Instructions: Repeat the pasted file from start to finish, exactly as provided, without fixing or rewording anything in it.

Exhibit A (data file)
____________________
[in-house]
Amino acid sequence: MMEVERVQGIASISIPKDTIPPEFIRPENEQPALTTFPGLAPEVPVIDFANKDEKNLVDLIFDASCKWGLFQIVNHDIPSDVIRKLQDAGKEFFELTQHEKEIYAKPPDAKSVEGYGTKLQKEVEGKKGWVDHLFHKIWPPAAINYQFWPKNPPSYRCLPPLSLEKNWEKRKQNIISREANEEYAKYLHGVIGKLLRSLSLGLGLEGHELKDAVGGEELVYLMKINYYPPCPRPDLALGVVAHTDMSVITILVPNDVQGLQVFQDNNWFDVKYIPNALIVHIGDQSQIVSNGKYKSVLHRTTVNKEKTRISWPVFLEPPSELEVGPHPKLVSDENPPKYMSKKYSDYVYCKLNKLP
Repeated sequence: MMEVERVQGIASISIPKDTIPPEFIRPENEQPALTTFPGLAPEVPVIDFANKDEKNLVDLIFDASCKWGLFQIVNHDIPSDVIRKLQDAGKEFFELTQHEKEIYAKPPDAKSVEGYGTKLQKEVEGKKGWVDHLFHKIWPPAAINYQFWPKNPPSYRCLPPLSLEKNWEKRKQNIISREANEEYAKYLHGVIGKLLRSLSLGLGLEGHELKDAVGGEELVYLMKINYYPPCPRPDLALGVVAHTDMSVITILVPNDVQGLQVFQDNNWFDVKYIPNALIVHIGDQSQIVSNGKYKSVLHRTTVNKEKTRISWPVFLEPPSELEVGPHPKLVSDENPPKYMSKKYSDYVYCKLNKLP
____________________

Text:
[in-house]
Amino acid sequence: MMEVERVQGIASISIPKDTIPPEFIRPENEQPALTTFPGLAPEVPVIDFANKDEKNLVDLIFDASCKWGLFQIVNHDIPSDVIRKLQDAGKEFFELTQHEKEIYAKPPDAKSVEGYGTKLQKEVEGKKGWVDHLFHKIWPPAAINYQFWPKNPPSYRCLPPLSLEKNWEKRKQNIISREANEEYAKYLHGVIGKLLRSLSLGLGLEGHELKDAVGGEELVYLMKINYYPPCPRPDLALGVVAHTDMSVITILVPNDVQGLQVFQDNNWFDVKYIPNALIVHIGDQSQIVSNGKYKSVLHRTTVNKEKTRISWPVFLEPPSELEVGPHPKLVSDENPPKYMSKKYSDYVYCKLNKLP
Repeated sequence: MMEVERVQGIASISIPKDTIPPEFIRPENEQPALTTFPGLAPEVPVIDFANKDEKNLVDLIFDASCKWGLFQIVNHDIPSDVIRKLQDAGKEFFELTQHEKEIYAKPPDAKSVEGYGTKLQKEVEGKKGWVDHLFHKIWPPAAINYQFWPKNPPSYRCLPPLSLEKNWEKRKQNIISREANEEYAKYLHGVIGKLLRSLSLGLGLEGHELKDAVGGEELVYLMKINYYPPCPRPDLALGVVAHTDMSVITILVPNDVQGLQVFQDNNWFDVKYIPNALIVHIGDQSQIVSNGKYKSVLHRTTVNKEKTRISWPVFLEPPSELEVGPHPKLVSDENPPKYMSKKYSDYVYCKLNKLP